Diocese of Ribe

Roman Catholic bishopric of Ribe

The former Roman Catholic diocese of Ribe (29 deaneries, 278 parishes) consisted of the modern Danish Provinces of Ribe, Vejle and Ringkøbing, and part of South Jutland. The first church built at Ribe was founded by St. Ansgar in 860, served by his biographer and successor, St. Rembert, and destroyed during the heathen reaction after the latter's death in 888. It was rebuilt towards 948, in which year St. Leofdag, first Bishop of Ribe, was consecrated by Archbishop Adaldag of Hamburg, probably at the Council of Ingelheim (Germany), which the Jutlandic bishops attended. Leofdag is said to have been martyred by the heathen at Ribe. Until the death of his third known successor Vale (1044-59) the bishops of Ribe, Schleswig, and Aarhus wandered about Jutland on missionary tours. In 1060, Jutland north of the Kongeå was divided into the four Dioceses of Ribe, Aarhus, Viborg and Vestervig (Børglum). Bishop Thure (1125-34) began to build the fine Cathedral of Our Lady at Ribe, which was finished under Bishop Elias (1142-66), who founded the chapter in 1145. His successor Radulf (1170-71), an Englishman and chancellor to King Valdemar I, translated to the cathedral the relics of St. Leofdag, who was never formally canonized. He began the foundation of the Cistercian Abbey of Løgum (Locus Dei) in North Schleswig, which was completed by his successor Stephen (1173-77), formerly Abbot of Herrisvad (in Scania). Bishop Omer (1178-1204) reduced the number of the canons of Ribe to twelve. Bishop Christian II (1288-1313) in 1298 greatly enriched the cathedral school, which had been founded in 1145. Bishops Eskil (1388-1409) and Henry Stangberg (1455-65) published synodal statutes with a view to reforming both clergy and laity. Ivar Munk was elected bishop in 1499 but not consecrated till 1513. Although he was unable to prevent Duke Christian from protestantizing Northern Schleswig, he kept Lutheranism out of the rest of his diocese. Ivar Munk opposed Christian's election as King Christian III of Denmark in 1533, being however compelled as a privy councillor for Jutland to join that monarch's party, Ivar Munk resigned his bishopric in 1534 in favour of his nephew, Olaf Munk. The bishop's palace at Ribe was bestowed upon Ivar Munk and there he died in 1539. Like the other Danish bishops Olaf Munk was imprisoned on 12 August, 1536. When released he had to promise to marry as well as to comply with the conditions imposed upon all the Danish bishops. On the fulfillment of his promise the Abbey of Tvis was bestowed upon him, he was later readmitted to the privy council, and he lived the life of a rich nobleman until his death in 1569.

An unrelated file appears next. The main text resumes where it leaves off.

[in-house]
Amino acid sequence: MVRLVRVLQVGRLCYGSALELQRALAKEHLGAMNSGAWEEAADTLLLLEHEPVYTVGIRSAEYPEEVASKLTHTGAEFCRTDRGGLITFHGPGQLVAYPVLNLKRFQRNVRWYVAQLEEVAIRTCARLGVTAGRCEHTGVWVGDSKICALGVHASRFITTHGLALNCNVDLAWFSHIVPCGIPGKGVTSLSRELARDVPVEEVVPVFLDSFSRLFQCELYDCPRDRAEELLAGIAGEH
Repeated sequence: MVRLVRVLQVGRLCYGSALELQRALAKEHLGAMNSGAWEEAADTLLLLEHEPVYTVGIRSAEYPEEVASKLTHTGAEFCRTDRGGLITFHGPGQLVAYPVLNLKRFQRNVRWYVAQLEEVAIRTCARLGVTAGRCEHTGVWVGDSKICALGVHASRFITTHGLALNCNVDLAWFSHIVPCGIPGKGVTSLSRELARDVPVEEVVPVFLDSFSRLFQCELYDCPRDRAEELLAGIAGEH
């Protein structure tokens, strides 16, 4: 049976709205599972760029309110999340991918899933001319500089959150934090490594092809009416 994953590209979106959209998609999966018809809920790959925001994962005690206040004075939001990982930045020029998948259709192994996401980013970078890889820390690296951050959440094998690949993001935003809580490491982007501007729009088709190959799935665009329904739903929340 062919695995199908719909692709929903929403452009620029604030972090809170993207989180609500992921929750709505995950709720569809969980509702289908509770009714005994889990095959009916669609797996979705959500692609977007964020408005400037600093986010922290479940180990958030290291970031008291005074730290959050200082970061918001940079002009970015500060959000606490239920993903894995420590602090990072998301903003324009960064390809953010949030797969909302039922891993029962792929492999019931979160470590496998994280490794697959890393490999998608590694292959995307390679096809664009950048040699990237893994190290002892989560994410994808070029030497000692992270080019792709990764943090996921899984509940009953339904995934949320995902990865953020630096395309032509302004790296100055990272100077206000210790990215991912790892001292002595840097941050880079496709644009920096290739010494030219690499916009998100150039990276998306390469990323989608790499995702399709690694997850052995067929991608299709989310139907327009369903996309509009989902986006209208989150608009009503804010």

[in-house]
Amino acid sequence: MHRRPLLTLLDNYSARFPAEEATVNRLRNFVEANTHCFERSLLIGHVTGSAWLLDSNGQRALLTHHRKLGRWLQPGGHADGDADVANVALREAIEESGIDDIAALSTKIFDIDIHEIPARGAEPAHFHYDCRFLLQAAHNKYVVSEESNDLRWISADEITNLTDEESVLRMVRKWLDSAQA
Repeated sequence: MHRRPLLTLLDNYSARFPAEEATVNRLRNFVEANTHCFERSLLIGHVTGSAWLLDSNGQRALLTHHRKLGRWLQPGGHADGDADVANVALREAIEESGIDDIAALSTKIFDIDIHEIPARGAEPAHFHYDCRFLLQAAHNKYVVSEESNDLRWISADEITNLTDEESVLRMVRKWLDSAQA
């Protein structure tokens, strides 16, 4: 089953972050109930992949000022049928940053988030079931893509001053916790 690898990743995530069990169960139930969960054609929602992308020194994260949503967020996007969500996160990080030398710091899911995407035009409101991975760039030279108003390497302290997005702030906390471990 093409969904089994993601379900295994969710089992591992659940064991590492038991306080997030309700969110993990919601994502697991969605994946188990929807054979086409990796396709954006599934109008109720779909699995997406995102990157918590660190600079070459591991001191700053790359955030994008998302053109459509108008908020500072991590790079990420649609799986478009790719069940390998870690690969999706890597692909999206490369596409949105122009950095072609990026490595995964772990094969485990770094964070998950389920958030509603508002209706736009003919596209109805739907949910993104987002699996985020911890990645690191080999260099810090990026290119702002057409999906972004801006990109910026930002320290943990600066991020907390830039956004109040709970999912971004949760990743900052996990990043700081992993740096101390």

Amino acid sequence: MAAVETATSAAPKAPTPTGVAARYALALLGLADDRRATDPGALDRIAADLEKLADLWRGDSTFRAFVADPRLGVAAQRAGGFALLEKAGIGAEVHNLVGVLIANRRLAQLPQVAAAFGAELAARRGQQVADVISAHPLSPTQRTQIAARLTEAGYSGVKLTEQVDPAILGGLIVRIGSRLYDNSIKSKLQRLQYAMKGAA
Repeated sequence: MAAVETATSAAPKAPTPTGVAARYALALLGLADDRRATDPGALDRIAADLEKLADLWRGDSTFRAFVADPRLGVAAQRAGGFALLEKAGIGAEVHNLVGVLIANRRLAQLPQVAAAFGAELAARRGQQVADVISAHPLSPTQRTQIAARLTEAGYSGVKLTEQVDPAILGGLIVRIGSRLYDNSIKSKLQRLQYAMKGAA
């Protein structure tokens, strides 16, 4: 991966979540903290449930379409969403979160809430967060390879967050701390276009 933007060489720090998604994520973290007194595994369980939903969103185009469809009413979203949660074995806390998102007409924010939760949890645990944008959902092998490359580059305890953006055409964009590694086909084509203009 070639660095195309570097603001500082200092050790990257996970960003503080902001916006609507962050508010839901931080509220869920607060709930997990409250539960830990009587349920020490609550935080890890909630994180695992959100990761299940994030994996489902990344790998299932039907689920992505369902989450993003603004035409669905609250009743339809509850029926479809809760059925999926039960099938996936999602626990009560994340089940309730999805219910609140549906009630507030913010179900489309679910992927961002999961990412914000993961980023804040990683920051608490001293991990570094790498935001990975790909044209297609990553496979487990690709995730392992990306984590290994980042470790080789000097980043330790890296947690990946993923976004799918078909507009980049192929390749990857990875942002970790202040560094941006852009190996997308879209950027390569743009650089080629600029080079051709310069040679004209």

The cathedral of Ribe (restored in 1904), a Romanesque building with Gothic additions and a tower dating from 1440, contained besides the shrine of St. Leofdag a chapel dedicated to St. Lambert, which was a great centre for pilgrimages. St. Lambert was the patron of Ribe as well as of Liège in Belgium, and his cultus at Ribe is doubtless due to the trading connection between that city and the Low Countries. The abbey church of Løgumkloster, the Romanesque churches near Ribe, like the cathedral built of volcanic stone brought from Andernach on the Rhine, and the earliest Christian monument in Denmark, the great carved stone set up by King Harold Bluetooth near the funeral mounds of his parents, King Gorm the Old (died 940) and Queen Thyra Danebod (d. 945) at Jellinge near Veile, are all memorials of the Catholic past of the Diocese of Ribe. The cathedral chapter consisted of four prelates and twenty-one prebendaries (twelve resident). There were eight minor canons and nearly fifty chaplains. In the city there were also the Benedictine Convent of St. Nicholas (founded before 1215), a Franciscan and a Dominican priory, each dating from 1259, and a hospital of the Holy Spirit and a commandery of the Knights of St. John of Jerusalem, both dating from about 1300. Elsewhere in the diocese were the Cistercian Abbeys of Tvis, near Holstebro (founded by Prince Buris in 1163), of Løgumkloster and of Seem, the last having been a Benedictine abbey till 1171. There were Benedictine convents at Gudum and at Stubber, a Dominican priory at Vejle and a Franciscan priory at Kolding. In 1912 there were Catholic churches, schools and hospitals at Esbjerg, Kolding, Fredericia and Vejle.

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